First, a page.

Are there dark doings near the center of the Milky Way? That may be so when it comes to the collision of dark matter particles. Although such particles are invisible, we could still theoretically see the mess they make when they collide. It’s this idea that leads physicists to scour the galaxy for some glimmer of dark matter collisions. Spot a line produced by a pair of gamma-rays emanating from just the right spot and you may have found coveted clues to the dark matter mystery.
Now a collaboration of scientists using the Fermi Gamma-Ray Spacecraft’s Large Area Telescope instrument (Fermi–LAT) has confirmed seeing an unusual gamma-ray line near the galactic center. If the finding stands up to further scrutiny, it’s possible this line comes from the annihilation of dark matter.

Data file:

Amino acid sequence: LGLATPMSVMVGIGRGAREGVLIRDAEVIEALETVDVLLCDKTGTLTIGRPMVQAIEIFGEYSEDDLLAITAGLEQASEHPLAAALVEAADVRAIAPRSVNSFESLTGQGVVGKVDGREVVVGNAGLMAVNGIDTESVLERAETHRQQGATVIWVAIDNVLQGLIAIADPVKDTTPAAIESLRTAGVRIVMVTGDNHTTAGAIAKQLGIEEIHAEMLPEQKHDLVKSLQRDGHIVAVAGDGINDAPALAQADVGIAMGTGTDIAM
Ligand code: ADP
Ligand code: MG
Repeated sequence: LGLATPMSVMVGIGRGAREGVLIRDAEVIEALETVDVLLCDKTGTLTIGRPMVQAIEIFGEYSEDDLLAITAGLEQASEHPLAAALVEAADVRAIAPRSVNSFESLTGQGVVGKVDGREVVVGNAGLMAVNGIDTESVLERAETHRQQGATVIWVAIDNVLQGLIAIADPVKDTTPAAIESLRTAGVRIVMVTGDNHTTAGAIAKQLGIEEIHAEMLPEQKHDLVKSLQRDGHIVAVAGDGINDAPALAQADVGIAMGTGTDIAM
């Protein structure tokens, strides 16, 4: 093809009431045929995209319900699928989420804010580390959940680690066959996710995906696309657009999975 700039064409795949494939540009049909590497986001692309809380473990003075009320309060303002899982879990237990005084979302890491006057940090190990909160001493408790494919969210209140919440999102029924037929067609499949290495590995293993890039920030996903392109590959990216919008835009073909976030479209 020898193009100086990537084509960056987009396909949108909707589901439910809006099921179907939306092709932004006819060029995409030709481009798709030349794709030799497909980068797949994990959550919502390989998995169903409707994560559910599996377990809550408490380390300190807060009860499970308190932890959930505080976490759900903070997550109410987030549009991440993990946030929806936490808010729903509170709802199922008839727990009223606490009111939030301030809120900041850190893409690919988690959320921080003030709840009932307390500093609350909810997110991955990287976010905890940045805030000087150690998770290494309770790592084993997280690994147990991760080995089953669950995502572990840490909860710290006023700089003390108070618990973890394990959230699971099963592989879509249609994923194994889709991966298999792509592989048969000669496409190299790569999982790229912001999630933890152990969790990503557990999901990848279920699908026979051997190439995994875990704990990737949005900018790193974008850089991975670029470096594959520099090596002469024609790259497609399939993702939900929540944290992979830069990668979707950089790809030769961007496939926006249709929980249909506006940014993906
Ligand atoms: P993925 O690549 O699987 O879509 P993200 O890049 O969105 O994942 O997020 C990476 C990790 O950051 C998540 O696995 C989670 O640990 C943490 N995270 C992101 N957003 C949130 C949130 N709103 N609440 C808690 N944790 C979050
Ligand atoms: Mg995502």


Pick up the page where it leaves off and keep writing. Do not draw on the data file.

In April theoretical physicist Christoph Weniger, now at the GRAPPA Institute in Amsterdam, analyzed Fermi–LAT’s publicly available data and spotted a strange gamma-ray line near the galactic center. There’s no known astrophysical event that can tidily explain this line—but the collision of dark matter particles might. If that were the case, it would be a major discovery: Once physicists spot the products of such an annihilation, they could begin to understand the particles that collided.
But there was a catch: Weniger is not a member of the Fermi-LAT collaboration and therefore cannot be able to account for the quirks of their instrument. What was needed was a weigh-in from Fermi-LAT collaboration physicists; they know the data best and would be able to confirm any hint of dark matter.